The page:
I have a question

Discussion in 'Money, Investing & Precious Metals' started by mercygirl87, Feb 21, 2011.

  1. mercygirl87

    mercygirl87 Active Member

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    I am thinking the SHTF very soon, and I was wondering if I should pay off my mortgage so that I will at least own the house. When the economic collapse occurs in the US I am just assuming life is going to suck badly, and alot of us may not even have a job to go to for awhile, and if we are lucky we may get decreased hours if that. Banks and businesses will fail. I am concerned that when the new world currency is put into place that they will "reset" my mortgage to something much higher than it is now.
     
  2. The_Blob

    The_Blob performing monkey

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    IMHO:

    this one instance where we can say "Bless the USA's JEALOUS little heart" :lolsmash: ...

    ... if you have the means to pay off an entire mortgage, you might be better off buying (numistatic?) PMs, & wait for the hyperinflation to occur & sell the coins & then pay off the mortgage with what amounts to a loaf-of-bread's-worth of money (think Weimaraner Republic), because that is the only way that the US will be a part of a NWO currency (even with our politicians best efforts to facilitate a US collapse :rolleyes: )
     

  3. SurvivalNut

    SurvivalNut Retired Army

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    There are lots of much debated options here and they can only be proven right or wrong in hindsiight. Based on thousands of future variables.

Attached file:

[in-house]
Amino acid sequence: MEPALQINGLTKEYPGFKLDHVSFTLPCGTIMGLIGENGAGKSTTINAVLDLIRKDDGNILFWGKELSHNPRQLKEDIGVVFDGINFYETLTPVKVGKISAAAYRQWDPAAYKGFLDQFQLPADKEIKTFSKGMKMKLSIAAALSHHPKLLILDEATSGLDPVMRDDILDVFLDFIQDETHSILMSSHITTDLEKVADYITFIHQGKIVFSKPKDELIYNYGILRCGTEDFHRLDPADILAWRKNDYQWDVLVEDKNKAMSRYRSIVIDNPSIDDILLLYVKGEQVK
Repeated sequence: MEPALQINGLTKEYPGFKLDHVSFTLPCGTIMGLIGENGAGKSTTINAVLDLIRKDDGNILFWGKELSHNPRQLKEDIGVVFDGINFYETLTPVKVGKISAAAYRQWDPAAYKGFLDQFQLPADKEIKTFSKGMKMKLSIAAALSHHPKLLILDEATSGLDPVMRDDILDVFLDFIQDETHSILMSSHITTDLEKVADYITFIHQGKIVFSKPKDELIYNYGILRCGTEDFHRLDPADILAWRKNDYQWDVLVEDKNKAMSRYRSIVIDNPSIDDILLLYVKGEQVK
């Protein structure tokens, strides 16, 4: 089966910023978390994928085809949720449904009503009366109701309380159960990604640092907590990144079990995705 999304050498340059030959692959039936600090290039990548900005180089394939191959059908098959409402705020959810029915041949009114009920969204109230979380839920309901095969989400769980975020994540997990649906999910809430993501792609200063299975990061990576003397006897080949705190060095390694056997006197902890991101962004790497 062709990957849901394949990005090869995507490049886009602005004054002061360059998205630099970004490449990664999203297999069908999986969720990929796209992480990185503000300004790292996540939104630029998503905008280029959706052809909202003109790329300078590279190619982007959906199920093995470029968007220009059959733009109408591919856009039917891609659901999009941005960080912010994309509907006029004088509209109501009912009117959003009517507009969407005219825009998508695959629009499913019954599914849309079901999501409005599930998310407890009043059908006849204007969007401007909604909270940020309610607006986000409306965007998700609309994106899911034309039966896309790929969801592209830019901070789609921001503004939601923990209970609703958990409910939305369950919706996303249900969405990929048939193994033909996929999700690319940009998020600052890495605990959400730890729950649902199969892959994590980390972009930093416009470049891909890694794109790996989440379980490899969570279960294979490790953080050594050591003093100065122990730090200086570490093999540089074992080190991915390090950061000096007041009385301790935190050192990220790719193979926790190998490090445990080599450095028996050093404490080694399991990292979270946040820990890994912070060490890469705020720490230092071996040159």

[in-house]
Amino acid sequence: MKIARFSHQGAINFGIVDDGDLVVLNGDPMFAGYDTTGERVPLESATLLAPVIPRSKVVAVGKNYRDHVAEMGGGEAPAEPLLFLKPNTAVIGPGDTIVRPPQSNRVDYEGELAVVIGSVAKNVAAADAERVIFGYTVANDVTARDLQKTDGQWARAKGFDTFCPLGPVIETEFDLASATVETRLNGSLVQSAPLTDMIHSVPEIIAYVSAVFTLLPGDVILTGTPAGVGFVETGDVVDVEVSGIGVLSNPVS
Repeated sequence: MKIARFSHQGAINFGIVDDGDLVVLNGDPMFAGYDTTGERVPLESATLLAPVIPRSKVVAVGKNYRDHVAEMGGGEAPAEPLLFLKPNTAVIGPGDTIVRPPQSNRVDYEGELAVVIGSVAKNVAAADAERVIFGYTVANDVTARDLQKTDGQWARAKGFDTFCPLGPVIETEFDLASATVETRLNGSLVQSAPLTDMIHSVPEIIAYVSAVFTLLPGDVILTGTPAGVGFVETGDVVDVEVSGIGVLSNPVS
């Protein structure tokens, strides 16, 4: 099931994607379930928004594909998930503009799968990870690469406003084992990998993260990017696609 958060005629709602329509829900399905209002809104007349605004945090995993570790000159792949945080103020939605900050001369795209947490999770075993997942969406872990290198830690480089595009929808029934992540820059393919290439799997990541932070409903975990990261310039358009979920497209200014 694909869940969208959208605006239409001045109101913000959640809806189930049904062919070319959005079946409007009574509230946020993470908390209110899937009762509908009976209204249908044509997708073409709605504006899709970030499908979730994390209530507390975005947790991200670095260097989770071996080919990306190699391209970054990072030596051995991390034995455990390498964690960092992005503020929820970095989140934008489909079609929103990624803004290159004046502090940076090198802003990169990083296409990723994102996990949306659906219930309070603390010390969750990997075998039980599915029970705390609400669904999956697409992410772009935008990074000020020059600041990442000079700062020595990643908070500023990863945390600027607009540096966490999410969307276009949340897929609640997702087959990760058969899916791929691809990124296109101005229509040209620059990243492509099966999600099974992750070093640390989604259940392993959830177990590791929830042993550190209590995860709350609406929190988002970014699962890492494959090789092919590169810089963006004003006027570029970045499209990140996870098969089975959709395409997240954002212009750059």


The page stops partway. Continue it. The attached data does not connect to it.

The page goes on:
Do I have a little silver, yes, do I hope it hits $100, YES. Do I care if it hits $2.56 NO.

    The pleasure of having a paid off home is IMHO, the best gift you can give your family and future. No strings attached, No sheriff having an auction on the courthouse steps. Trees and orchards and a shelter that is home that belongs to you your lifetime and can be passed on.

    Would I max out my credit card in the initial SHTF opening credits while everyone else is dreaming-Yes, but only if I could call it a final event and not one tied to a home equity line of credit.

    Ownership is the best sure thing. It was during the depression. You can walk away from stuff, but debt will hunt you down like a dog. Families moved to the farms and family that were not foreclosed on. They then had the chance (years later) to move back to the cities when jobs opened up. The saving grace was family and ownership. At least in my family history.

    It is easier to regulate me from moving PM's into cash and assets than it is to take away a owner occupied paid for home.

    In the Argentinian experience, reading FERFAL's book, you did not use PM's to buy food. In the hyperinflation, you cashed in a little PM to the local cuurency and ran like hell to the store before the price changed. No one screwed with home ownership.

    That's just my plan. Thanks for letting me throw my 2 cents out.
     
  4. idahofreedom

    idahofreedom Active Member

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    Being debt free is good no matter what the situation is. I have heard some people say wait until hyper inflation hits and pay off your house with cheaper dollars - but I think people will be having such financial pressures buying food, gas and other essentials that the debt payments will still be hard to make.

    typically, wages never keep pace in a hyper inflationary economy.